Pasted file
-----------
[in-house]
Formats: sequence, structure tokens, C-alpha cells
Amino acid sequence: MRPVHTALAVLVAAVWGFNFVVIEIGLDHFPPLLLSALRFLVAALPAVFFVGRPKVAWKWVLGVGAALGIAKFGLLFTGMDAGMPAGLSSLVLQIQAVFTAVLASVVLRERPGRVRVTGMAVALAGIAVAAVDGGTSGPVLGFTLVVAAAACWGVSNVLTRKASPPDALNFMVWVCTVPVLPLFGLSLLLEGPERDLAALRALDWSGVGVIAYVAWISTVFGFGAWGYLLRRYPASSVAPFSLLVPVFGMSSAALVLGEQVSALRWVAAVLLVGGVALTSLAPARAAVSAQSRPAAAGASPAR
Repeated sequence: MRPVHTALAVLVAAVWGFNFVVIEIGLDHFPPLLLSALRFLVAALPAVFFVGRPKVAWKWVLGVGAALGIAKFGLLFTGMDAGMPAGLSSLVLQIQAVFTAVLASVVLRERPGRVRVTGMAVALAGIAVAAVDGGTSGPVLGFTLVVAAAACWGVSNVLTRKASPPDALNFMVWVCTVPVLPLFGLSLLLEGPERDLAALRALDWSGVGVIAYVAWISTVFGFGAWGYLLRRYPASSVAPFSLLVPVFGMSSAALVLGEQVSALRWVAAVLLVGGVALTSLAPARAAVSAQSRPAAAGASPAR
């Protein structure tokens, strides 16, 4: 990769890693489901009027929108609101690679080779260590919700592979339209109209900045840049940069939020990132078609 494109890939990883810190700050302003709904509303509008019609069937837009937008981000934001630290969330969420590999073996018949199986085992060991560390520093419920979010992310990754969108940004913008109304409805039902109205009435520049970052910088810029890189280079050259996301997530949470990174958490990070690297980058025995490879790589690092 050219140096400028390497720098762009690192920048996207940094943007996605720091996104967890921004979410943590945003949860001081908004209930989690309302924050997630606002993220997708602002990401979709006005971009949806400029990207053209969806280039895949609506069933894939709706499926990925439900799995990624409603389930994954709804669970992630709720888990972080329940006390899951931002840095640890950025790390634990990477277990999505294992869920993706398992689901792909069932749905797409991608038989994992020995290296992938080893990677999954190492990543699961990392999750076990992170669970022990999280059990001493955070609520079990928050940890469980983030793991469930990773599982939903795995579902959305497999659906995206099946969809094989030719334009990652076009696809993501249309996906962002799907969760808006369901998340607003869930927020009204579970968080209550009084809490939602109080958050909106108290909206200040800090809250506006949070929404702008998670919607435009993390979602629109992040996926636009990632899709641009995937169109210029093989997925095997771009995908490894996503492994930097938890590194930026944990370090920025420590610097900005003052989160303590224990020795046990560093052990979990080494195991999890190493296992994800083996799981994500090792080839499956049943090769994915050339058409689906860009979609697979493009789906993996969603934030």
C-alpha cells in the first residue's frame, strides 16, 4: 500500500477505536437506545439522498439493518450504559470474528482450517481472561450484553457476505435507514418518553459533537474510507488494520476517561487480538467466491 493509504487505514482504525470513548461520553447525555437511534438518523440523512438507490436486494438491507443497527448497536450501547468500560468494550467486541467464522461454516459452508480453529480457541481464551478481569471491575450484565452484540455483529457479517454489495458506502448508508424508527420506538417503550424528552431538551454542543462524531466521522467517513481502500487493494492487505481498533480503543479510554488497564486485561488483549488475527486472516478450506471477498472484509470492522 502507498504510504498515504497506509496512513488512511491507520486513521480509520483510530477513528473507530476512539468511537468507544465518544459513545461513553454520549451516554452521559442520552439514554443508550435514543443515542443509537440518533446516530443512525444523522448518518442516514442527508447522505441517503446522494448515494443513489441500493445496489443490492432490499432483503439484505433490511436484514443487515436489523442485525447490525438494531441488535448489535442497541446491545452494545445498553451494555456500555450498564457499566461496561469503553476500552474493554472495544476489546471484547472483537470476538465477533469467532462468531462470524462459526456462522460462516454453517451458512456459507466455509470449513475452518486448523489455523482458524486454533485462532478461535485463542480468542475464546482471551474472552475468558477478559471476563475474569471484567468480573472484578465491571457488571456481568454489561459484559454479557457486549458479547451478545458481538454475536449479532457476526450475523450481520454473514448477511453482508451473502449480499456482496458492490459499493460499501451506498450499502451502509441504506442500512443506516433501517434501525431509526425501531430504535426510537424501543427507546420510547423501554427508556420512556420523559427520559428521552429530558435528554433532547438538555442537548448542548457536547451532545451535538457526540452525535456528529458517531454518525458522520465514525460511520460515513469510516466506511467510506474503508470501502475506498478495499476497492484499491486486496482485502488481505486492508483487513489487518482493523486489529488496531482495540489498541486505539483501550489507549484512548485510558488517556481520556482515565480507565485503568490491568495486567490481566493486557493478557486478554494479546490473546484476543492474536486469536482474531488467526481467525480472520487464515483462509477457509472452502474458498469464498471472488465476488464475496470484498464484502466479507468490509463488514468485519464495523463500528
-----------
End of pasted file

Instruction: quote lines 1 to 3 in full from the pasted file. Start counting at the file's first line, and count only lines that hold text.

[in-house]
Formats: sequence, structure tokens, C-alpha cells
Amino acid sequence: MRPVHTALAVLVAAVWGFNFVVIEIGLDHFPPLLLSALRFLVAALPAVFFVGRPKVAWKWVLGVGAALGIAKFGLLFTGMDAGMPAGLSSLVLQIQAVFTAVLASVVLRERPGRVRVTGMAVALAGIAVAAVDGGTSGPVLGFTLVVAAAACWGVSNVLTRKASPPDALNFMVWVCTVPVLPLFGLSLLLEGPERDLAALRALDWSGVGVIAYVAWISTVFGFGAWGYLLRRYPASSVAPFSLLVPVFGMSSAALVLGEQVSALRWVAAVLLVGGVALTSLAPARAAVSAQSRPAAAGASPAR